“If certain persons require assistance in the matter of their investigation they should perhaps rethink their attitude in the matter of card sharpery .
Yore inclined his head. “I think upon this occasion,” he announced magnanimously, “that we can call it quits.”
The train roared and hissed its way into the station and Homes hung out of the window.
“It’s a fine night,” he announced happily, “we should have a bright moon for our journey across the muir.” He turned his gimlet eye on Yore. “Do you have a conveyance awaiting us at Ashbaconton?”
“I do. And a sedate driver.”
“Very well. And now I think we need to hustle a little as we have no desire to miss our connection.”

Piglock Homes and his sidekick Doctor Bearson will continue their investigation into The Affair of the Dartymuir Dog next week

Jane Jago

The Best of the Thinking Quill – Adjectives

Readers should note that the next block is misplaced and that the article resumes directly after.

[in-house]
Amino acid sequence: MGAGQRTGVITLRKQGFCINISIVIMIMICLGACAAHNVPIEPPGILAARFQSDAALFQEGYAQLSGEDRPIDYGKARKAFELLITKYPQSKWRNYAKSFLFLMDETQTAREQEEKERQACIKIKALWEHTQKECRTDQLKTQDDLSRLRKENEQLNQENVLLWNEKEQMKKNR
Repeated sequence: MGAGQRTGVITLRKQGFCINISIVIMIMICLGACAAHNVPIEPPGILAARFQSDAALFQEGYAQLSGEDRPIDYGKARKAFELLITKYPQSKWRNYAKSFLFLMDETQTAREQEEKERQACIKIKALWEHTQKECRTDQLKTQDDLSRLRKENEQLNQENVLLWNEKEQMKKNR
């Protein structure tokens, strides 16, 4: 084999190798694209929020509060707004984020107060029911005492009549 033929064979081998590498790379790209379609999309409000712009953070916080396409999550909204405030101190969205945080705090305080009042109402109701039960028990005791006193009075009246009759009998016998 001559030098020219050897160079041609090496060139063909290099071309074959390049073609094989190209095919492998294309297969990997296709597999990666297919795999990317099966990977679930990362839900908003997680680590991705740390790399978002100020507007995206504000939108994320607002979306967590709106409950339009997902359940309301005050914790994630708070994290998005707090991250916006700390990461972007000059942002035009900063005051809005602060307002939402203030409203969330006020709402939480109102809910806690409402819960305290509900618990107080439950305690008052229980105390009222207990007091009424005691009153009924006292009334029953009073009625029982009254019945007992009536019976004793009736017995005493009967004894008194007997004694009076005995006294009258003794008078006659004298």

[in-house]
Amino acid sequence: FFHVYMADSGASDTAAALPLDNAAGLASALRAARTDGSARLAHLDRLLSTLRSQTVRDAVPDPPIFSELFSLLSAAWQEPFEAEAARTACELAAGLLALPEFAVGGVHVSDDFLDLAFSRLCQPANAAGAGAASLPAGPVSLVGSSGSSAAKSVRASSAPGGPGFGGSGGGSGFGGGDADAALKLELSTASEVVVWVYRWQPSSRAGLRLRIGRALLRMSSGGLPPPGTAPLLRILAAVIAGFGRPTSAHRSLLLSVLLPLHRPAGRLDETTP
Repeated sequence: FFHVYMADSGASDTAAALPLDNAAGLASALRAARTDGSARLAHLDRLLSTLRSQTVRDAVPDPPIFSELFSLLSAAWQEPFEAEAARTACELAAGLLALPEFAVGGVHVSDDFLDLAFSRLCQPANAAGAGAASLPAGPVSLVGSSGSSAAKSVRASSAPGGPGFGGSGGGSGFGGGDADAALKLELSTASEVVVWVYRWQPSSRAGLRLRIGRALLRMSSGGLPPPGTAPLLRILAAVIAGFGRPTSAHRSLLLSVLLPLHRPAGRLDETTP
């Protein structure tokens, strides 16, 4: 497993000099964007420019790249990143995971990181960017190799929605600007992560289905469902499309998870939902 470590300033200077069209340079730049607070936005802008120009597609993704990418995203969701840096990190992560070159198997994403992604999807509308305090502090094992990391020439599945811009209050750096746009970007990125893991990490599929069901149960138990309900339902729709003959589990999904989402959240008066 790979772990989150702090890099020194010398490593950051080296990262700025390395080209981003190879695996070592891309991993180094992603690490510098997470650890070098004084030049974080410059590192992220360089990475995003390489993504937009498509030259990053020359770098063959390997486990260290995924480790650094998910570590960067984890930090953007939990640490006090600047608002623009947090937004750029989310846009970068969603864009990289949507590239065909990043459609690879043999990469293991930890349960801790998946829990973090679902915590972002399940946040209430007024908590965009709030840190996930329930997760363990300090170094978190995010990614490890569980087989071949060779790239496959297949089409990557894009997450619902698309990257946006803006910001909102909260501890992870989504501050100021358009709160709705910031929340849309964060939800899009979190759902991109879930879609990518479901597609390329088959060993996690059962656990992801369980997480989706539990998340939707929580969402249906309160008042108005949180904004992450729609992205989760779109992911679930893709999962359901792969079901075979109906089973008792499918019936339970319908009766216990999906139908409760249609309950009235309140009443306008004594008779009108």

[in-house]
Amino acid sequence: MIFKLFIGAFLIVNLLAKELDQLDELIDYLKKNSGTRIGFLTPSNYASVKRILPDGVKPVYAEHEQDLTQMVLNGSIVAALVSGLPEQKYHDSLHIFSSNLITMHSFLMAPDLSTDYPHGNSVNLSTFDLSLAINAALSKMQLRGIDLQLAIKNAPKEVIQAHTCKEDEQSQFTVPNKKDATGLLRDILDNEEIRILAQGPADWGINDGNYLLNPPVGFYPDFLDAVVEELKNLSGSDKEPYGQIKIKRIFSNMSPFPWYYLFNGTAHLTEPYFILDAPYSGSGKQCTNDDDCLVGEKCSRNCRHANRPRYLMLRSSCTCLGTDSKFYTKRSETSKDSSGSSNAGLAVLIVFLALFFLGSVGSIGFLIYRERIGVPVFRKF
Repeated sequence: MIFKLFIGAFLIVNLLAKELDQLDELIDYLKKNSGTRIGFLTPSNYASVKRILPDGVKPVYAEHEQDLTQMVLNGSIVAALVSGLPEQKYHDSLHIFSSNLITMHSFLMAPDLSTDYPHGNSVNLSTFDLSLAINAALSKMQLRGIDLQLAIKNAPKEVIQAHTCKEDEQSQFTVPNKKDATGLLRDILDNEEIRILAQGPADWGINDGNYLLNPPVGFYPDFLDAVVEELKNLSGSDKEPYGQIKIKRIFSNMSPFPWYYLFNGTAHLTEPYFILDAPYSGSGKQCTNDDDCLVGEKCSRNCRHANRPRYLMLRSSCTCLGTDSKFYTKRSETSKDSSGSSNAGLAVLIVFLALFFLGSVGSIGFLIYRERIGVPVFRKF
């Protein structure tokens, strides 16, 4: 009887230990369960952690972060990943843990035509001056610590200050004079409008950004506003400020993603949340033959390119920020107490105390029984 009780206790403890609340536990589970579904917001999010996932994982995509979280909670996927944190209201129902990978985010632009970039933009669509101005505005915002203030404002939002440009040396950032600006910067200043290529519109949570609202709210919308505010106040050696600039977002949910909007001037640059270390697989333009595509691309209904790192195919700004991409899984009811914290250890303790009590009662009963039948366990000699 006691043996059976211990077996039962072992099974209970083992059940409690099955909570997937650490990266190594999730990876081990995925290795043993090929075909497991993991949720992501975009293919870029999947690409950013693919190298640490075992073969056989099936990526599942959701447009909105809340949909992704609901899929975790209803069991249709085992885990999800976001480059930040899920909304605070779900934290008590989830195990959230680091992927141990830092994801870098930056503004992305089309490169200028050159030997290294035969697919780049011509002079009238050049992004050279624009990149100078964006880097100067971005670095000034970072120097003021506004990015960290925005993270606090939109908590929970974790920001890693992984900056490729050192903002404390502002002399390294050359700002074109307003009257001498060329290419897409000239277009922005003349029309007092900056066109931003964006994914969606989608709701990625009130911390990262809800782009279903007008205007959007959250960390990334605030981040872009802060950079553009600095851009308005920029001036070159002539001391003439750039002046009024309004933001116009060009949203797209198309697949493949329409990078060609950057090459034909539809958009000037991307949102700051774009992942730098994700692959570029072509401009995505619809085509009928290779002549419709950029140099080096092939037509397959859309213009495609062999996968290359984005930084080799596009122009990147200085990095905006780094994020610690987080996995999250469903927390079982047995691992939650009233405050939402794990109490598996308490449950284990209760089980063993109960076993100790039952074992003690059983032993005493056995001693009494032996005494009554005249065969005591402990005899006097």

Is it that time again? <<sighs and assumes a pedagogical expression>>.

It is one,  Moonbeam Farquhar Metheringham IV, freshly returned from the inspirational home of Calliope and Clio, Melpomene and Erato, where one walked in the very footsteps of those fair daughters of the gods. One is, of course, already well known to you as the author of the superlative science fantasy classic “Fatswhistle and Buchtooth” which has received plaudits from many unexpected quarters and dismissals from the usual suspects.
Being still in the post-prandial glow from many wonderful Greek meals and replete with sun, sex and ouzo, one is not, if truth be told, even remotely in the mood for imparting knowledge to the willfully ill-educated. Therefore it behaves one’s estudas to sit quietly and absorb today’s pearls of wisdom without any of the primitive rowdyism, behind-hand giggling or ink pellet flicking which seems to have become a feature of our weekly learning curves.
And do not play with that thing in my presence.  Naughty step at once.
<<places malacca cane prominently on desk>>
Now, to today’s lesson.

How to Write Right – Lesson 6. The Write Adjective